Postby Mister Tee » Fri May 17, 2013 1:03 pm

Farhadi apparently not a one-hit wonder.

Variety

Cannes Film Review: ‘The Past’ May 17, 2013 | 05:27AM PT
Like his Oscar-winning 'A Separation,' Asghar Farhadi's latest is an exquisitely sculpted family melodrama in which the end of a marriage is merely the beginning of something else

Justin Chang
Senior Film Critic@JustinCChang

Asghar Farhadi may have left his native Iran to shoot a picture in Paris starring Berenice Bejo, but in all the ways that count, “The Past” couldn’t feel closer to home. Like 2011′s Oscar-winning “A Separation,” this is an exquisitely sculpted family melodrama in which the end of a marriage is merely the beginning of something else, an indelible tapestry of carefully engineered revelations and deeper human truths. If Farhadi’s sense of narrative construction is almost too incisive at times, costing the drama some focus and credibility in the final reels, he nonetheless maintains a microscopic attention to character, performance and theme that will make this powerfully acted picture a very classy specialty-division prospect.

Few filmmakers today can honestly claim to be working in the Renoir humanist tradition, but “The Past” is a veritable demonstration of the central maxim of “The Rules of the Game,” that everyone has their reasons. As familiar as they are often unpredictable, Farhadi’s finely etched characters are forever revealing new sides of themselves to the camera, pulling the viewer’s sympathies every which way as the human condition is not just examined but anatomized.

All the ingredients of a pressure-cooker scenario are in place at the outset, as Ahmad (Ali Mosaffa) arrives in Paris from Tehran to finalize his divorce from wife Marie (Bejo) after a four-year separation. Almost immediately the two start bickering, not entirely in the manner of a couple ready to call it quits, although the various complications that Farhadi gradually reveals, layer by layer, preclude any serious possibility of a reconciliation.

Once the soon-to-be-exes arrive at Marie’s charmingly ramshackle abode on the city’s outskirts, where she lives with two daughters from a prior relationship, Ahmad finds himself embroiled in a nearly untenable situation. Marie’s eldest, sullen teenager Lucie (Pauline Burlet) actively disapproves of her mother’s plans to wed Samir (Tahar Rahim), the latest in a line of boyfriends. Marie’s other daughter, Lea (Jeanne Jestin), and Samir’s son, Fouad (Elyes Aguis), are always scampering underfoot, causing trouble in the harmless but disruptive manner of young tots. In crises big and small, Ahmad is called upon to be a rational, stabilizing force, even as his very presence is a major source of tension.

“The Past” is, in some ways, a curious title for a film that unfolds so urgently and rigorously in the present tense. Farhadi’s script supplies no flashbacks and wastes no time on exposition, instead mining emotion and insight from all the petty resentments and (seemingly) thoughtless remarks that make up everyday existence. And yet the past emerges nonetheless; it’s what the characters, nursing their grudges and regrets, can’t bring themselves to move beyond, and it’s what the meticulously crafted surface of Farhadi’s film reveals despite its inexorable forward momentum.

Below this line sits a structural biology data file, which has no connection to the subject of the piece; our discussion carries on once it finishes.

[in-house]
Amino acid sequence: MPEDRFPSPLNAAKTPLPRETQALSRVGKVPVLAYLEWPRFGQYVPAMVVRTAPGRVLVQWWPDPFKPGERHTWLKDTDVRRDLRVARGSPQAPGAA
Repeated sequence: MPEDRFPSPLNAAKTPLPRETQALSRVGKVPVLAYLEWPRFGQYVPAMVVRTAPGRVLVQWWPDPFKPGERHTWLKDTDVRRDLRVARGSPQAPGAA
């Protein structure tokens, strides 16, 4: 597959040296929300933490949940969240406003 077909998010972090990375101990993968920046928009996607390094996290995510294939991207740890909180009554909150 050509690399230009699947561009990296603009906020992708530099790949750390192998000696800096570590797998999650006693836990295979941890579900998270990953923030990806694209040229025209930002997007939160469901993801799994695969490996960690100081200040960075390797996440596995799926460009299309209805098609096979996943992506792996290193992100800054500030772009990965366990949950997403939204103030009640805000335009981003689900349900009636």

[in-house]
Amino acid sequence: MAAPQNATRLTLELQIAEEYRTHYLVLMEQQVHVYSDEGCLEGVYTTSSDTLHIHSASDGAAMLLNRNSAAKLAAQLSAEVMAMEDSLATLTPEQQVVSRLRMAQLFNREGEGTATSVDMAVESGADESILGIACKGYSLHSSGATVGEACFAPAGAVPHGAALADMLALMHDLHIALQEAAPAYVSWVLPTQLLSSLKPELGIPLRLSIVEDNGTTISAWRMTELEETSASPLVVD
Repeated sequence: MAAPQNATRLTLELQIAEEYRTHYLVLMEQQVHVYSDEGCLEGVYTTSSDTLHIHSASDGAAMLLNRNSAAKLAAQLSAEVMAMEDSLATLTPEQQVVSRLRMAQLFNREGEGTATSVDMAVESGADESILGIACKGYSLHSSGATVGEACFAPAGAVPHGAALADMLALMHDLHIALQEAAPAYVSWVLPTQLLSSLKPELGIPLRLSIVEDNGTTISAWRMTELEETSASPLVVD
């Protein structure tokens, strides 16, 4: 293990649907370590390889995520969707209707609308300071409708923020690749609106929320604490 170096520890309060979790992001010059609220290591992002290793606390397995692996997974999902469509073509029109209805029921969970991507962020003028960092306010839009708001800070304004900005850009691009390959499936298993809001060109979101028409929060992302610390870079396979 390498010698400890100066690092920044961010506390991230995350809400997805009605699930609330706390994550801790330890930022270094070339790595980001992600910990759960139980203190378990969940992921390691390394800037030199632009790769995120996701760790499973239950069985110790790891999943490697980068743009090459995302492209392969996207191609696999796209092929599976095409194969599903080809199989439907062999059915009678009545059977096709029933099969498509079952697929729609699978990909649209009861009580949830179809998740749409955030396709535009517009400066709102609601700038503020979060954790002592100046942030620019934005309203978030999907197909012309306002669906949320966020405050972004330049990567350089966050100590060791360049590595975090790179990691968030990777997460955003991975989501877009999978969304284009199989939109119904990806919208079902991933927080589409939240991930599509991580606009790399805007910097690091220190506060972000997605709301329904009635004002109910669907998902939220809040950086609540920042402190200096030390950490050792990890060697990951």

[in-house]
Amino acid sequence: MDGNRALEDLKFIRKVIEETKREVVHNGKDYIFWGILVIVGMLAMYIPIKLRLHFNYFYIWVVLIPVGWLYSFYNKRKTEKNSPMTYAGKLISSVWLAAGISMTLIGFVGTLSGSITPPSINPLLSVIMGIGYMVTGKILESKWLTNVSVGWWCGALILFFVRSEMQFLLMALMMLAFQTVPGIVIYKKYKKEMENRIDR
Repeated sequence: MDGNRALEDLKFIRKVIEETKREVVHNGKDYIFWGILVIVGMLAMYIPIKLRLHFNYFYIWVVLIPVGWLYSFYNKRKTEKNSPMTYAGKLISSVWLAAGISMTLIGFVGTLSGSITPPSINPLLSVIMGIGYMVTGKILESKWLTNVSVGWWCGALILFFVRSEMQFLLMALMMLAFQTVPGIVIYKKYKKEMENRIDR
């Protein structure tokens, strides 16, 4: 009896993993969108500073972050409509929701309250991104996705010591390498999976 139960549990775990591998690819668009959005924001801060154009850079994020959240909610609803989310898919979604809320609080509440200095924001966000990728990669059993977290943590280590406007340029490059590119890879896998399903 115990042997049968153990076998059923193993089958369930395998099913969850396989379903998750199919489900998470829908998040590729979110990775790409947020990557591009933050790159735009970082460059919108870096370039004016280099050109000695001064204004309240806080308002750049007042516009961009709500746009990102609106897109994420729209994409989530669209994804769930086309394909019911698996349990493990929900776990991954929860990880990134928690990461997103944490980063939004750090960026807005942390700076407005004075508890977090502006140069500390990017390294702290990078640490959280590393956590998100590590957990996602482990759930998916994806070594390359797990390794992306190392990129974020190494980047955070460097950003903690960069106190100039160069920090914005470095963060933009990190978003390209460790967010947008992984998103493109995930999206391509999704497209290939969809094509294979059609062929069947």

Per the director’s own description, “A Separation” was a detective story of sorts, devised in such a manner as to frustrate the viewer’s sense of conventional heroism and villainy, as well as to illuminate a particular sphere of contempo Iranian society. Although it lacks its predecessor’s laserlike cultural specificity, “The Past” boasts a similar whodunit element, particularly evident in the ways the characters withhold secrets and information, perpetuating misunderstandings in the name of shielding each other from pain. Still, at least one of the mysteries here, involving Samir’s relationship with his estranged, comatose wife, is distractingly over-contrived.

But even when the script’s underlying machinery reveals itself, the actors remain unimpeachably authentic, the crucial test of which is the fact that every character will probably annoy you at some point. In a performance of bristling intelligence and verbal acuity that may surprise audiences who know only her silent turn from “The Artist,” Bejo embodies a particular brand of hotheaded, hopelessly romantic Gallic femininity without tilting into cliche. Mosaffa is remarkable as a well-intentioned outsider with a melancholy streak, hinting at a history of depression that factors into the story at various points. Rahim emerges later in the proceedings but becomes a prominent and sympathetic figure, in perfect keeping with Farhadi’s highly democratic methods.

The director retains his enormous sensitivity to the feelings and attitudes of emotionally vulnerable children, as well as to the caliber of the actors hired to play them. Burlet, who played a young Edith Piaf in 2007′s “La Vie en rose,” is a revelation as Lucie, providing a quietly reproachful answer to her mother’s shrill bursts of temper. Aguis, too, has heartrending moments as a boy whose awareness of his broken family situation has made him unusually hostile toward authority.

Farhadi’s unobtrusive mise-en-scene is entirely in service of story and character here. Avoiding any remotely touristic views of one of the world’s most beautiful cities, d.p. Mahmoud Kalari (“A Separation”) finds a lovely lighting scheme for the slightly disheveled, peeling-paint interiors the characters inhabit, while Evgueni and Youli Galperine’s score is used, wisely and sparingly, to bookend the action.